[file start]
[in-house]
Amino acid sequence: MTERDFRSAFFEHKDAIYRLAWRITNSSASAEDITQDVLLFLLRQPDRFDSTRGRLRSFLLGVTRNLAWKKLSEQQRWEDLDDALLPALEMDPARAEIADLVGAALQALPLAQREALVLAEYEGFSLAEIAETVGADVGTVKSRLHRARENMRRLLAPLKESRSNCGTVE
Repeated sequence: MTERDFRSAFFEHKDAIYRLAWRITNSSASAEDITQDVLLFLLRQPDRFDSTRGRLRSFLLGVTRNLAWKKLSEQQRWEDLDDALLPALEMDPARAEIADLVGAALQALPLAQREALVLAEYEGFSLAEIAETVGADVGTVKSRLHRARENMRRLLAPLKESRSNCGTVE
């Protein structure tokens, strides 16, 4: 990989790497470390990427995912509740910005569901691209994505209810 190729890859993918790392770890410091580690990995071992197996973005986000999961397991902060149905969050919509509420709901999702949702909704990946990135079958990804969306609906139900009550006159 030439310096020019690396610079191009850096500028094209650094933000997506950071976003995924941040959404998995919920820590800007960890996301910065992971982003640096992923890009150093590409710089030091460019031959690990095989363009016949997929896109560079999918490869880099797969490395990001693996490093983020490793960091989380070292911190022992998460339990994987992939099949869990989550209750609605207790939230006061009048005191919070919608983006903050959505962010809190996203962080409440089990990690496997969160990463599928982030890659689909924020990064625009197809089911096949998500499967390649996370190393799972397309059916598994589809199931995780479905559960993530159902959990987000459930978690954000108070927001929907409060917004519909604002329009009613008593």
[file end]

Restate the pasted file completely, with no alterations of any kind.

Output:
[in-house]
Amino acid sequence: MTERDFRSAFFEHKDAIYRLAWRITNSSASAEDITQDVLLFLLRQPDRFDSTRGRLRSFLLGVTRNLAWKKLSEQQRWEDLDDALLPALEMDPARAEIADLVGAALQALPLAQREALVLAEYEGFSLAEIAETVGADVGTVKSRLHRARENMRRLLAPLKESRSNCGTVE
Repeated sequence: MTERDFRSAFFEHKDAIYRLAWRITNSSASAEDITQDVLLFLLRQPDRFDSTRGRLRSFLLGVTRNLAWKKLSEQQRWEDLDDALLPALEMDPARAEIADLVGAALQALPLAQREALVLAEYEGFSLAEIAETVGADVGTVKSRLHRARENMRRLLAPLKESRSNCGTVE
């Protein structure tokens, strides 16, 4: 990989790497470390990427995912509740910005569901691209994505209810 190729890859993918790392770890410091580690990995071992197996973005986000999961397991902060149905969050919509509420709901999702949702909704990946990135079958990804969306609906139900009550006159 030439310096020019690396610079191009850096500028094209650094933000997506950071976003995924941040959404998995919920820590800007960890996301910065992971982003640096992923890009150093590409710089030091460019031959690990095989363009016949997929896109560079999918490869880099797969490395990001693996490093983020490793960091989380070292911190022992998460339990994987992939099949869990989550209750609605207790939230006061009048005191919070919608983006903050959505962010809190996203962080409440089990990690496997969160990463599928982030890659689909924020990064625009197809089911096949998500499967390649996370190393799972397309059916598994589809199931995780479905559960993530159902959990987000459930978690954000108070927001929907409060917004519909604002329009009613008593």